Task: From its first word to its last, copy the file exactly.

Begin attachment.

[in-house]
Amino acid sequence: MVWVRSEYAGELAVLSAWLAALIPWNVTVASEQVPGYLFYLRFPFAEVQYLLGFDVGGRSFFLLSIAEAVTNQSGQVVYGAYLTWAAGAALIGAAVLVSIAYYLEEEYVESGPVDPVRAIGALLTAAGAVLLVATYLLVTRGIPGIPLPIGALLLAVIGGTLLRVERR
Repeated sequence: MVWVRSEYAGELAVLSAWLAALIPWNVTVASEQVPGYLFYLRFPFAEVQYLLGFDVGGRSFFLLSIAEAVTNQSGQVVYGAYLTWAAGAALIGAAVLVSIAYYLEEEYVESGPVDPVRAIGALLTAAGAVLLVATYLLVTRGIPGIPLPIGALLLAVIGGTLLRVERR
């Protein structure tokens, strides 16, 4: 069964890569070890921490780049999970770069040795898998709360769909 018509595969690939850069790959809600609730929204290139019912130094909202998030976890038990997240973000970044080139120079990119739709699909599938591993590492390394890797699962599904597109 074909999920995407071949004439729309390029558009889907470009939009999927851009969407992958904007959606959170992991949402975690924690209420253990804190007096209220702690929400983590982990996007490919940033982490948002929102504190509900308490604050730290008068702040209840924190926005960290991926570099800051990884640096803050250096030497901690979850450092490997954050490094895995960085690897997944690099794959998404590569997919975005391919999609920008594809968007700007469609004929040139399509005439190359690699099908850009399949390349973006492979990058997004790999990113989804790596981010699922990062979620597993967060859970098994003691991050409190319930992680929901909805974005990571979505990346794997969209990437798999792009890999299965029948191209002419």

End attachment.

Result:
[in-house]
Amino acid sequence: MVWVRSEYAGELAVLSAWLAALIPWNVTVASEQVPGYLFYLRFPFAEVQYLLGFDVGGRSFFLLSIAEAVTNQSGQVVYGAYLTWAAGAALIGAAVLVSIAYYLEEEYVESGPVDPVRAIGALLTAAGAVLLVATYLLVTRGIPGIPLPIGALLLAVIGGTLLRVERR
Repeated sequence: MVWVRSEYAGELAVLSAWLAALIPWNVTVASEQVPGYLFYLRFPFAEVQYLLGFDVGGRSFFLLSIAEAVTNQSGQVVYGAYLTWAAGAALIGAAVLVSIAYYLEEEYVESGPVDPVRAIGALLTAAGAVLLVATYLLVTRGIPGIPLPIGALLLAVIGGTLLRVERR
């Protein structure tokens, strides 16, 4: 069964890569070890921490780049999970770069040795898998709360769909 018509595969690939850069790959809600609730929204290139019912130094909202998030976890038990997240973000970044080139120079990119739709699909599938591993590492390394890797699962599904597109 074909999920995407071949004439729309390029558009889907470009939009999927851009969407992958904007959606959170992991949402975690924690209420253990804190007096209220702690929400983590982990996007490919940033982490948002929102504190509900308490604050730290008068702040209840924190926005960290991926570099800051990884640096803050250096030497901690979850450092490997954050490094895995960085690897997944690099794959998404590569997919975005391919999609920008594809968007700007469609004929040139399509005439190359690699099908850009399949390349973006492979990058997004790999990113989804790596981010699922990062979620597993967060859970098994003691991050409190319930992680929901909805974005990571979505990346794997969209990437798999792009890999299965029948191209002419």